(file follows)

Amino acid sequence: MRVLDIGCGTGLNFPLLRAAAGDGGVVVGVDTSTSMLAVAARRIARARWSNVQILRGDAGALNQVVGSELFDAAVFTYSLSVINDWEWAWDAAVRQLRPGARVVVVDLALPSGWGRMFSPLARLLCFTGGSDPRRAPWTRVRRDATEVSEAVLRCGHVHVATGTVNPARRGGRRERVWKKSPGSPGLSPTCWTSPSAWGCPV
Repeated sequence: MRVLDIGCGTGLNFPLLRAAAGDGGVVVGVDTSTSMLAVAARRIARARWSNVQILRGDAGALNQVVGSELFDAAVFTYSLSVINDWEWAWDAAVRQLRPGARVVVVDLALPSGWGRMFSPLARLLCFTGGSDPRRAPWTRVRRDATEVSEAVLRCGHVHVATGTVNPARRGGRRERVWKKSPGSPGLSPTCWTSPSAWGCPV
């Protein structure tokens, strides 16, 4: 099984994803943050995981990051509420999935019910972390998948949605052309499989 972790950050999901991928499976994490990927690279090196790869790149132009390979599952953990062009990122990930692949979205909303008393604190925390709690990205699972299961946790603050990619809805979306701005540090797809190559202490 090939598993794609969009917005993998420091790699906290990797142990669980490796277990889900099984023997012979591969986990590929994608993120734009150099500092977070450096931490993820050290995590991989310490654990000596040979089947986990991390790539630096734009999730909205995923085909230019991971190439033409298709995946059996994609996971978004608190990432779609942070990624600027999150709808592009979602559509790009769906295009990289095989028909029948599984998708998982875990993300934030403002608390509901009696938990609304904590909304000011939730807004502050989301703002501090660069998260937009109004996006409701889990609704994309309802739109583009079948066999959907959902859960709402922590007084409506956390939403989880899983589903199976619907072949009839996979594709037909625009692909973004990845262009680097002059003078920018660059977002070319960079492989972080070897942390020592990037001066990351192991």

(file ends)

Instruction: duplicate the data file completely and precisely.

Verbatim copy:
Amino acid sequence: MRVLDIGCGTGLNFPLLRAAAGDGGVVVGVDTSTSMLAVAARRIARARWSNVQILRGDAGALNQVVGSELFDAAVFTYSLSVINDWEWAWDAAVRQLRPGARVVVVDLALPSGWGRMFSPLARLLCFTGGSDPRRAPWTRVRRDATEVSEAVLRCGHVHVATGTVNPARRGGRRERVWKKSPGSPGLSPTCWTSPSAWGCPV
Repeated sequence: MRVLDIGCGTGLNFPLLRAAAGDGGVVVGVDTSTSMLAVAARRIARARWSNVQILRGDAGALNQVVGSELFDAAVFTYSLSVINDWEWAWDAAVRQLRPGARVVVVDLALPSGWGRMFSPLARLLCFTGGSDPRRAPWTRVRRDATEVSEAVLRCGHVHVATGTVNPARRGGRRERVWKKSPGSPGLSPTCWTSPSAWGCPV
């Protein structure tokens, strides 16, 4: 099984994803943050995981990051509420999935019910972390998948949605052309499989 972790950050999901991928499976994490990927690279090196790869790149132009390979599952953990062009990122990930692949979205909303008393604190925390709690990205699972299961946790603050990619809805979306701005540090797809190559202490 090939598993794609969009917005993998420091790699906290990797142990669980490796277990889900099984023997012979591969986990590929994608993120734009150099500092977070450096931490993820050290995590991989310490654990000596040979089947986990991390790539630096734009999730909205995923085909230019991971190439033409298709995946059996994609996971978004608190990432779609942070990624600027999150709808592009979602559509790009769906295009990289095989028909029948599984998708998982875990993300934030403002608390509901009696938990609304904590909304000011939730807004502050989301703002501090660069998260937009109004996006409701889990609704994309309802739109583009079948066999959907959902859960709402922590007084409506956390939403989880899983589903199976619907072949009839996979594709037909625009692909973004990845262009680097002059003078920018660059977002070319960079492989972080070897942390020592990037001066990351192991």